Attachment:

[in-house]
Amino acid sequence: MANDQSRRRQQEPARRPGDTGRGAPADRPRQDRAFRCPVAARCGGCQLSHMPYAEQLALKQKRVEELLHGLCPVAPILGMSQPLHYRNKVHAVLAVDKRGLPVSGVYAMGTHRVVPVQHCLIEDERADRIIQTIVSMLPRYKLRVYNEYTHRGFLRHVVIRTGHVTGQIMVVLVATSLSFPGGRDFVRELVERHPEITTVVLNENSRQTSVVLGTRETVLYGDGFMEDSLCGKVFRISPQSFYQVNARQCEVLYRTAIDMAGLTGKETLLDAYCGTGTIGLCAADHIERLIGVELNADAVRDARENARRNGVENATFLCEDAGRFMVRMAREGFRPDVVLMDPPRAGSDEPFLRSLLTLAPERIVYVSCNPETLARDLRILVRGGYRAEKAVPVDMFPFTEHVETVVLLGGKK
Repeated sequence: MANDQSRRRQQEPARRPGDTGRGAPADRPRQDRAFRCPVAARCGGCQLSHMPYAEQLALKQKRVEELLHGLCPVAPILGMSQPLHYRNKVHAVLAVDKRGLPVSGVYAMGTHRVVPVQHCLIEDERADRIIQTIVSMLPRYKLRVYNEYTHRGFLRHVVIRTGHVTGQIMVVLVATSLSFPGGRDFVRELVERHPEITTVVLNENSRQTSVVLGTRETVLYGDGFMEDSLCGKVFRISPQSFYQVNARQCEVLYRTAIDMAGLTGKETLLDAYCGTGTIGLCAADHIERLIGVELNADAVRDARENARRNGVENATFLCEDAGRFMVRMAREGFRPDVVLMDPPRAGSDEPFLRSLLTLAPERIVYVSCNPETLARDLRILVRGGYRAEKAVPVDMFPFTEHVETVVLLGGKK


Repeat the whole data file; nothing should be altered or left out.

[in-house]
Amino acid sequence: MANDQSRRRQQEPARRPGDTGRGAPADRPRQDRAFRCPVAARCGGCQLSHMPYAEQLALKQKRVEELLHGLCPVAPILGMSQPLHYRNKVHAVLAVDKRGLPVSGVYAMGTHRVVPVQHCLIEDERADRIIQTIVSMLPRYKLRVYNEYTHRGFLRHVVIRTGHVTGQIMVVLVATSLSFPGGRDFVRELVERHPEITTVVLNENSRQTSVVLGTRETVLYGDGFMEDSLCGKVFRISPQSFYQVNARQCEVLYRTAIDMAGLTGKETLLDAYCGTGTIGLCAADHIERLIGVELNADAVRDARENARRNGVENATFLCEDAGRFMVRMAREGFRPDVVLMDPPRAGSDEPFLRSLLTLAPERIVYVSCNPETLARDLRILVRGGYRAEKAVPVDMFPFTEHVETVVLLGGKK
Repeated sequence: MANDQSRRRQQEPARRPGDTGRGAPADRPRQDRAFRCPVAARCGGCQLSHMPYAEQLALKQKRVEELLHGLCPVAPILGMSQPLHYRNKVHAVLAVDKRGLPVSGVYAMGTHRVVPVQHCLIEDERADRIIQTIVSMLPRYKLRVYNEYTHRGFLRHVVIRTGHVTGQIMVVLVATSLSFPGGRDFVRELVERHPEITTVVLNENSRQTSVVLGTRETVLYGDGFMEDSLCGKVFRISPQSFYQVNARQCEVLYRTAIDMAGLTGKETLLDAYCGTGTIGLCAADHIERLIGVELNADAVRDARENARRNGVENATFLCEDAGRFMVRMAREGFRPDVVLMDPPRAGSDEPFLRSLLTLAPERIVYVSCNPETLARDLRILVRGGYRAEKAVPVDMFPFTEHVETVVLLGGKK